This is a nice example of a double eyelid surgery. In this case the post operative photos are 5 months following the procedure. This young asian male patient had atypical upper eyelids. There was no crease at all on the right side and on the left, a pseudocrease was present quite high on the lid. Also unususal for a young asian eyelid was the absence of excess fat which actually made the eye look older than the patient’s 21 years (older eyes look sunken because of the loss of fat). The challenge in this double eyelid surgery patient was to create a natural appearing crease that was also symmetric between the eyes.
Just prior to the procedure, the anticipated and desired crease is marked. The resulting fold can be either “outside” or “inside”. This refers to where the crease/fold ends at the inner corner of the eye. In this double eyelid surgery patient the fold is “inside” which means that it ends on the inside of the epicanthal fold which if the fold of skin present at the inner corner of many asian eyelids. My preference is an “inside” fold because I feel that it appears more natural and ethno-appropriate. Once the excess skin has been removed – which is usually quite minimal in double eyelid surgery – a strip of muscle is taken which exposes the underlying fat pads and the levator aponerurosis – which is the structure that needs to be exposed in order to create the new fold. Once an appropriate amount of fat is removed, the skin is sutured to the exposed levator aponeurosis and the skin incsion is closed.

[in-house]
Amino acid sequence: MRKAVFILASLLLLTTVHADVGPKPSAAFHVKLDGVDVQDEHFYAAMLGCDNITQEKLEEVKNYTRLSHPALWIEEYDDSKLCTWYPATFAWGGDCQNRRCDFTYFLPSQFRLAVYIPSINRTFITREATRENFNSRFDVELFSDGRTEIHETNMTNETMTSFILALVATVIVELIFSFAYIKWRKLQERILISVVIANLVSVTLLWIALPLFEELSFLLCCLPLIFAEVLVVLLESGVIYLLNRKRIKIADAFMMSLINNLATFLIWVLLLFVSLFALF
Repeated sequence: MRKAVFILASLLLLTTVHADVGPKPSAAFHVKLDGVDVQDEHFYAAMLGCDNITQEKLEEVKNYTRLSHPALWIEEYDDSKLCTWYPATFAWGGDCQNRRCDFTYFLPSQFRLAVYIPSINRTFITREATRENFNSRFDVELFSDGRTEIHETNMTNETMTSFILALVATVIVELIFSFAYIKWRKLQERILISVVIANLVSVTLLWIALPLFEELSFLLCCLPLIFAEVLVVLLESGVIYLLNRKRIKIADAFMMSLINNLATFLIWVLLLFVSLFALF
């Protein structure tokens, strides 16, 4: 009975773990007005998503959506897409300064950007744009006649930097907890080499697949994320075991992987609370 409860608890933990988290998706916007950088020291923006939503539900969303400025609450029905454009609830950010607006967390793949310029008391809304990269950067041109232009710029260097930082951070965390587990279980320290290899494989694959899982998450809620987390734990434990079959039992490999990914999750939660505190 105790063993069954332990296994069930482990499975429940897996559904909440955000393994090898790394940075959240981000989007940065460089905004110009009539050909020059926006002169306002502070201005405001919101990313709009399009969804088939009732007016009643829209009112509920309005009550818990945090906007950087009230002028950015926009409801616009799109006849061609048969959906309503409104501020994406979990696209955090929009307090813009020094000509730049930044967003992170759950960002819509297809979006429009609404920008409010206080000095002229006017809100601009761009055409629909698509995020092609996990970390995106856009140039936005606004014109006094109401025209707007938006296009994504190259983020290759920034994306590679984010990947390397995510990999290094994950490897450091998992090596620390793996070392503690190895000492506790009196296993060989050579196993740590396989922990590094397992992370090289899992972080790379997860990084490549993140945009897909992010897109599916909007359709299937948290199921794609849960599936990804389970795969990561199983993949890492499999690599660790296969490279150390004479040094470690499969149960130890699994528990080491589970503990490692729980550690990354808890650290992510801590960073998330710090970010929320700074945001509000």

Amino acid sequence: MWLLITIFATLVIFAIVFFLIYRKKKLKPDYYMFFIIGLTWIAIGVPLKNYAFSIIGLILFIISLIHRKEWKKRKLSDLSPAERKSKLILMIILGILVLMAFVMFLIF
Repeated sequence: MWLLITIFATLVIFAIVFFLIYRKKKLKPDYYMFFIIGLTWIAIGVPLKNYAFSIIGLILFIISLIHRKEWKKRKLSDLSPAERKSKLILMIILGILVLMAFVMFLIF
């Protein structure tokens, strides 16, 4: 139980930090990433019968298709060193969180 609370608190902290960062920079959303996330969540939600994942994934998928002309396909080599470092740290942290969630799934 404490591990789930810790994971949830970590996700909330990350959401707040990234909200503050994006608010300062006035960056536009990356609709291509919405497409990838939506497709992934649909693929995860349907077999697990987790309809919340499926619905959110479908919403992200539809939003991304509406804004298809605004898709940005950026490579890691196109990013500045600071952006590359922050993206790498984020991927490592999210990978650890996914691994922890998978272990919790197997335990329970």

In one week the sutures are removed. During that period, the undersurface of the skin (the dermis) has become attached to the levator so that now, when the eyelid is opened, the skin also folds thereby creating an eyelid crease.
For more information on blepharoplasty click http://doctordenton.com/surgical-procedures/asian-cosmetic-surgery/